Monday, 22 September 2014

2014 World Youth

The 2014 World Youth Championship is underway in Durban, South Africa. This has always been a huge event, and is one of the largest international events on the calendar. In fact it has grown so large that it is being split into two separate tournaments in future years.
Despite the travel distance (which seems to be an issue for any non-European event) there are over 70 federations represented. Australia seems to be have a large group of players, and are represented across a number of age groups.
Along side the tournament is a big Open event, which seems to have attracted a strong field. Both events (Open and Youth) have coverage of the top boards on the tournament website. The rounds start at midnight Canberra time, although this might be a little tough unless you are a night owl.

Sunday, 21 September 2014

Anand wins in Bilbao

Viswanathan Anand's win in the 2014 Candidates tournament not only gave him a rematch for the World Championship, but also had the chess pundits wondering if this was the start of a career resurgence.  For the last 6 months this has been a hard question to answer, as Anand has not played that much, but this week he showed that the Candidates was not a one off.
Despite a last round loss to Lev Aronian, Anand won the Bilbao Masters for the first time, after 3 previous attempts. With the 3-1-0 scoring system in place, he had the tournament wrapped up with a round to go, and his +3=2-1 was eventually worth more than Aronian's +2=4-0, when it came to handing out prize money and interesting hats. Aronian finished a point behind in 2nd, with Ponomariov and Vallejo Pons 5 points back.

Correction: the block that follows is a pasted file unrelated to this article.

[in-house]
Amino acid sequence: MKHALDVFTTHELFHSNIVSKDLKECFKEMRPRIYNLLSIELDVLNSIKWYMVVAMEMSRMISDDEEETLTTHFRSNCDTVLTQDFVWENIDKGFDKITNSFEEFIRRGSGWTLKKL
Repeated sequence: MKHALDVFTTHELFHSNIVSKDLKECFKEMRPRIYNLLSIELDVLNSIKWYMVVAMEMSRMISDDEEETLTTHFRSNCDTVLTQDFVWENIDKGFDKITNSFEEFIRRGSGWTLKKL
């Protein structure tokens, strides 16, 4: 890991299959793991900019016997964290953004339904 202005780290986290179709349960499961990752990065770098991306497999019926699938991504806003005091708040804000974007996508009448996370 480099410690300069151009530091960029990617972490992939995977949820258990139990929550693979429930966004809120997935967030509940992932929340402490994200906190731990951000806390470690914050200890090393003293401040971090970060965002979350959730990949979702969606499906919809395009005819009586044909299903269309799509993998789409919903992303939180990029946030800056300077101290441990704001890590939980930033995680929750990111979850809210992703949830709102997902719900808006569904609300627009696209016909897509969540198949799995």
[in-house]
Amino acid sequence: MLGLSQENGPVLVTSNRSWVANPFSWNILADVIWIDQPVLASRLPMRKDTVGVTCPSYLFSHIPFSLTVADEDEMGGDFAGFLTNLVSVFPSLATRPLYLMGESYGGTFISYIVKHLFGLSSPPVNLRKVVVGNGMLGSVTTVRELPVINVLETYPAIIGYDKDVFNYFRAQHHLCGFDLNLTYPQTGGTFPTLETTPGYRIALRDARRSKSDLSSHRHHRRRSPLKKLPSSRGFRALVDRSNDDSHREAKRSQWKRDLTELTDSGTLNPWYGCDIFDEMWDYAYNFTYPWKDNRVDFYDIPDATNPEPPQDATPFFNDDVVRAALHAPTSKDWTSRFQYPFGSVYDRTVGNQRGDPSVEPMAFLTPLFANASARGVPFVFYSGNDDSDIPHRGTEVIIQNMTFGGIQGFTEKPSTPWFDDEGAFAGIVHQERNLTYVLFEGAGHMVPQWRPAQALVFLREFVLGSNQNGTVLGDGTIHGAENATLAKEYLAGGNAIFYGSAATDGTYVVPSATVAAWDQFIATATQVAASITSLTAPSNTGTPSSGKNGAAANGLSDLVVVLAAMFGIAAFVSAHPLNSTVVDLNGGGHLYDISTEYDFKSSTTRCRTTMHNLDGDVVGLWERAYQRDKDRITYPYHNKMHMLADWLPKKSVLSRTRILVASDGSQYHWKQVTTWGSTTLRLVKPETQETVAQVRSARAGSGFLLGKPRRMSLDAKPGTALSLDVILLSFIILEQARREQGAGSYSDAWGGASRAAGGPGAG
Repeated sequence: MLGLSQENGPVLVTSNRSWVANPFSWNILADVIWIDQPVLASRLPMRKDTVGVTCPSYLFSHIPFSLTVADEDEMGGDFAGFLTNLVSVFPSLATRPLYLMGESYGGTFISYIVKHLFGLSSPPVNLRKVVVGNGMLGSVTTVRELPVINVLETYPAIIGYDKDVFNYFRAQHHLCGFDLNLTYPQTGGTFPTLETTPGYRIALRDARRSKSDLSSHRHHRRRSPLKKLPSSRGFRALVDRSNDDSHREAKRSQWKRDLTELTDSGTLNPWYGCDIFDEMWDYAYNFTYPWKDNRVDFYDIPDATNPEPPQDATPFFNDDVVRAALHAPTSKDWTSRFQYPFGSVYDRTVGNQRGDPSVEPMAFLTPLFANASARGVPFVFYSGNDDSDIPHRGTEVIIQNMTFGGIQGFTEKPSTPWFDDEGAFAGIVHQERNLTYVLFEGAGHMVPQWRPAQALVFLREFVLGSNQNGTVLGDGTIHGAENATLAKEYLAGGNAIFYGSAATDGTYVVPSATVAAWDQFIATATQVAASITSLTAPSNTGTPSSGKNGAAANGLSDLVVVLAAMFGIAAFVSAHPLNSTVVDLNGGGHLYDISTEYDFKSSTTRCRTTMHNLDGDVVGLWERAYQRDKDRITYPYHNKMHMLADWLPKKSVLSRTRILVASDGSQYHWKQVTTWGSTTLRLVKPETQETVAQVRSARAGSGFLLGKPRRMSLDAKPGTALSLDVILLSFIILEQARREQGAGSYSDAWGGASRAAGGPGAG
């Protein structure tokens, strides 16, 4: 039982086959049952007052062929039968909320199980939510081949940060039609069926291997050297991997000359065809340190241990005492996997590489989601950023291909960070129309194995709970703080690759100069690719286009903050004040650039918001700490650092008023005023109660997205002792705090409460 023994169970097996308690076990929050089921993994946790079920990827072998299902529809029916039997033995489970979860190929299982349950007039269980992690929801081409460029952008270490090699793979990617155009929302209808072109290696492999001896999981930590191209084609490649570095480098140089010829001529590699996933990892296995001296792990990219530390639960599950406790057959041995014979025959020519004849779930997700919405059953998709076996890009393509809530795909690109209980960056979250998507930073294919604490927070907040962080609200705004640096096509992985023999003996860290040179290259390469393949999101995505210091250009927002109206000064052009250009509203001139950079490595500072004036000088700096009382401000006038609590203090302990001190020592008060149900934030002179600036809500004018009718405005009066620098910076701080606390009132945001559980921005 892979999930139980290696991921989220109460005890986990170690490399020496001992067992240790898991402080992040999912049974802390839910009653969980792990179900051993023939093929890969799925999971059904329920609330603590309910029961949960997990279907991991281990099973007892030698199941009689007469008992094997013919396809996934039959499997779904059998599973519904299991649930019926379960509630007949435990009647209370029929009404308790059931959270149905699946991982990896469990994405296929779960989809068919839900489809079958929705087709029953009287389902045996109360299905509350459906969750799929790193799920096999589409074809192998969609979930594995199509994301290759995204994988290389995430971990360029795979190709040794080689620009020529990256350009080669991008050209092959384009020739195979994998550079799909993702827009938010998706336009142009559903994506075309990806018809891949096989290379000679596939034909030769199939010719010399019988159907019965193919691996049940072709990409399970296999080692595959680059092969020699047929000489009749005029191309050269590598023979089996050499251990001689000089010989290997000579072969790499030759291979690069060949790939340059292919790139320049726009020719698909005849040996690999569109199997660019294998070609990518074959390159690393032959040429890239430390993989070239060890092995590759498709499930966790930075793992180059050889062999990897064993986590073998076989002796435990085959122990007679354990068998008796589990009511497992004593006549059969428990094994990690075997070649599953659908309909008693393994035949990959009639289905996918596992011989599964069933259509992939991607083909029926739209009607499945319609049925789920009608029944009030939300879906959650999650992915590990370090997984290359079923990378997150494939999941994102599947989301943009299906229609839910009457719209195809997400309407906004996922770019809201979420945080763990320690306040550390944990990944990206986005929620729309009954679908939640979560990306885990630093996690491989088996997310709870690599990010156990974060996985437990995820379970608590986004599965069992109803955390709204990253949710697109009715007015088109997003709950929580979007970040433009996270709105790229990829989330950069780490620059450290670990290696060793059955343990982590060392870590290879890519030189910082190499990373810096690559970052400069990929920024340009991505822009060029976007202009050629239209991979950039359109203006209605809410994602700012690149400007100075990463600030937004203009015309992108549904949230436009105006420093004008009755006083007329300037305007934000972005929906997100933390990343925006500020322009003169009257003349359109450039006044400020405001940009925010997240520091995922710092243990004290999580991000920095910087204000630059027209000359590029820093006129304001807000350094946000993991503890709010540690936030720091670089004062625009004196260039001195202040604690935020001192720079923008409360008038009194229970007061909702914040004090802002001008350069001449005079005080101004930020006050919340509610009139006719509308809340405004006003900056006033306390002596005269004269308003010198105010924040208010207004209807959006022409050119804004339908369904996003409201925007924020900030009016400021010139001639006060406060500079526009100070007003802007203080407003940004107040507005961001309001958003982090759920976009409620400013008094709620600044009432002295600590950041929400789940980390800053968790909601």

Of the games from the event I saw, the one that impressed me most was the following win by Anand over Vallejo Pons. As with most hight level games, it isn't one blunder that undoes Vallejo, but just the gradual build up by Anand until Black's position finally cracks.

Anand,V (2785) - Vallejo Pons,F (2712) [D20]
7th Grand Slam Masters Bilbao ESP (4), 18.09.2014



Saturday, 20 September 2014

2014 Lifeline Book Fair - slim pickings this year

The range of chess books at this years (September) Lifeline Bookfair was very limited. In previous posts I have said that as chess books go, it could either be feast or famine, and this time it was definitely famine. I grabbed exactly 1 chess book, and even then I'm not sure I don't already have a copy. On the other hand Bridge books were well represented, as were poker and puzzle books.
Where I did do well however was in the area of computing books. PHP, Perl, jQuery and Drupal books helped fill my bags, which was quite fortuitous, as I am on the lookout for a new job. Although it is yet to be officially confirmed, a work review has recommended abolishing my current position, and I therefore need to find gainful employment. Currently I am working in the area of CMS development, but having covered a number of different tasks during my time in the IT industry, this isn't the only string to my bow.  A few job applications have been submitted, but nothing positive as yet.

Friday, 19 September 2014

2014 Vikings Weekender 15/16th November

The 2014 Vikings Weekender, Canberra's 'Biggest Little Weekender' is being held on the 15th and 16th of November. Once again it is being organised and hosted by the Tuggeranong Chess Club, and sponsored by the Tuggeranong Vikings Rugby Union Club. The tournament details are

Date: 15&16th November 2014
Venue: Tuggeranong Vikings Rugby Union Club, Ricardo St, Wanniassa, ACT
Divisions: Open and Under 1600 (ACF)
Format: 7 round swiss
Prizes: Open 1st $1000, Under 1600 1st $500 - Other prizes based on entries but last years prize pool was over $2500
Entry Fee: $65, Junior/Concession $45 GM,IM,WGM,WIM Free
Rounds: 15th (Saturday) 10:30am, 1:30pm, 4:00pm, 7:00pm 16th (Sunday) 10:30am, 1:30pm, 3:45pm
Arbiter: IA Shaun Press

Enter online (no payment required) at http://vesus.org/festivals/2014-vikings-weekender/ (NB If asked to enter a player ID, any number will do!. Players with FIDE ID's can simply use the search function). Entry fees will be collected on the morning of the event.

(I am a paid official for this event)

Thursday, 18 September 2014

The saga of 11.3b